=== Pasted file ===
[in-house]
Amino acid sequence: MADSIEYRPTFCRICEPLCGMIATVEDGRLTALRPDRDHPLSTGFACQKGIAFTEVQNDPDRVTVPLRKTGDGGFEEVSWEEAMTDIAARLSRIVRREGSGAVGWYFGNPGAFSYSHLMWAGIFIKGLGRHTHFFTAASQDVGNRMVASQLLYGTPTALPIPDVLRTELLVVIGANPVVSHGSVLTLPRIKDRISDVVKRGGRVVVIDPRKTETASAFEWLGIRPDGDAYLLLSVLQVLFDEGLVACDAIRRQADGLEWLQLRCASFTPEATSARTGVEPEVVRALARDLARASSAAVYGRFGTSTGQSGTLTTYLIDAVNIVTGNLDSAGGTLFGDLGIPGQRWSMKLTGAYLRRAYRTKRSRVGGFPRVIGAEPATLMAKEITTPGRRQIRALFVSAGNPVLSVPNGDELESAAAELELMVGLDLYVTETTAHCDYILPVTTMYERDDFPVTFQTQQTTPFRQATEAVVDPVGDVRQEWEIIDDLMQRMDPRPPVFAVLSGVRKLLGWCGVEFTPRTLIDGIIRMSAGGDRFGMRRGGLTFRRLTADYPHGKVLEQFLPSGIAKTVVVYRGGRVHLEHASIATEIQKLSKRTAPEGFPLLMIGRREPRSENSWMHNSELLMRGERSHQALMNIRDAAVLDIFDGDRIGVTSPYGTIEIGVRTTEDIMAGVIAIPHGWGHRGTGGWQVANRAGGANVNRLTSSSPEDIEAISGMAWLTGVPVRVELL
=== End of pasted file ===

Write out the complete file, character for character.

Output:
[in-house]
Amino acid sequence: MADSIEYRPTFCRICEPLCGMIATVEDGRLTALRPDRDHPLSTGFACQKGIAFTEVQNDPDRVTVPLRKTGDGGFEEVSWEEAMTDIAARLSRIVRREGSGAVGWYFGNPGAFSYSHLMWAGIFIKGLGRHTHFFTAASQDVGNRMVASQLLYGTPTALPIPDVLRTELLVVIGANPVVSHGSVLTLPRIKDRISDVVKRGGRVVVIDPRKTETASAFEWLGIRPDGDAYLLLSVLQVLFDEGLVACDAIRRQADGLEWLQLRCASFTPEATSARTGVEPEVVRALARDLARASSAAVYGRFGTSTGQSGTLTTYLIDAVNIVTGNLDSAGGTLFGDLGIPGQRWSMKLTGAYLRRAYRTKRSRVGGFPRVIGAEPATLMAKEITTPGRRQIRALFVSAGNPVLSVPNGDELESAAAELELMVGLDLYVTETTAHCDYILPVTTMYERDDFPVTFQTQQTTPFRQATEAVVDPVGDVRQEWEIIDDLMQRMDPRPPVFAVLSGVRKLLGWCGVEFTPRTLIDGIIRMSAGGDRFGMRRGGLTFRRLTADYPHGKVLEQFLPSGIAKTVVVYRGGRVHLEHASIATEIQKLSKRTAPEGFPLLMIGRREPRSENSWMHNSELLMRGERSHQALMNIRDAAVLDIFDGDRIGVTSPYGTIEIGVRTTEDIMAGVIAIPHGWGHRGTGGWQVANRAGGANVNRLTSSSPEDIEAISGMAWLTGVPVRVELL